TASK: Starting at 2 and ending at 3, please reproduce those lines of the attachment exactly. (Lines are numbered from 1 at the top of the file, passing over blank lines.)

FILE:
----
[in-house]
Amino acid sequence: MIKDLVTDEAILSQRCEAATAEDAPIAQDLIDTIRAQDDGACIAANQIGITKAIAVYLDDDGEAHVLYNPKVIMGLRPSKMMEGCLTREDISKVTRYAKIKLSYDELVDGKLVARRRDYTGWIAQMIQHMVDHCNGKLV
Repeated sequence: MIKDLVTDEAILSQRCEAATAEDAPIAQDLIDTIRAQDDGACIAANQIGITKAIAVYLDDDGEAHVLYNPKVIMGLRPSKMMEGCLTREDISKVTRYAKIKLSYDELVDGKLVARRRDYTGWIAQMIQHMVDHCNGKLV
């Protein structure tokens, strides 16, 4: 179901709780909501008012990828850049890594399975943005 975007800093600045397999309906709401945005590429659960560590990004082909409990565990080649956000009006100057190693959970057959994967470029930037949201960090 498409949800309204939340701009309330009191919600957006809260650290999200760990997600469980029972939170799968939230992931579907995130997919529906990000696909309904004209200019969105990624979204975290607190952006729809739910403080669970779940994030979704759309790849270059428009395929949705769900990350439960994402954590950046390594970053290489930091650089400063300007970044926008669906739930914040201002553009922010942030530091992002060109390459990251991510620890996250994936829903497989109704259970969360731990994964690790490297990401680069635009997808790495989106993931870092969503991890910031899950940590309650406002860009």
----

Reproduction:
Amino acid sequence: MIKDLVTDEAILSQRCEAATAEDAPIAQDLIDTIRAQDDGACIAANQIGITKAIAVYLDDDGEAHVLYNPKVIMGLRPSKMMEGCLTREDISKVTRYAKIKLSYDELVDGKLVARRRDYTGWIAQMIQHMVDHCNGKLV
Repeated sequence: MIKDLVTDEAILSQRCEAATAEDAPIAQDLIDTIRAQDDGACIAANQIGITKAIAVYLDDDGEAHVLYNPKVIMGLRPSKMMEGCLTREDISKVTRYAKIKLSYDELVDGKLVARRRDYTGWIAQMIQHMVDHCNGKLV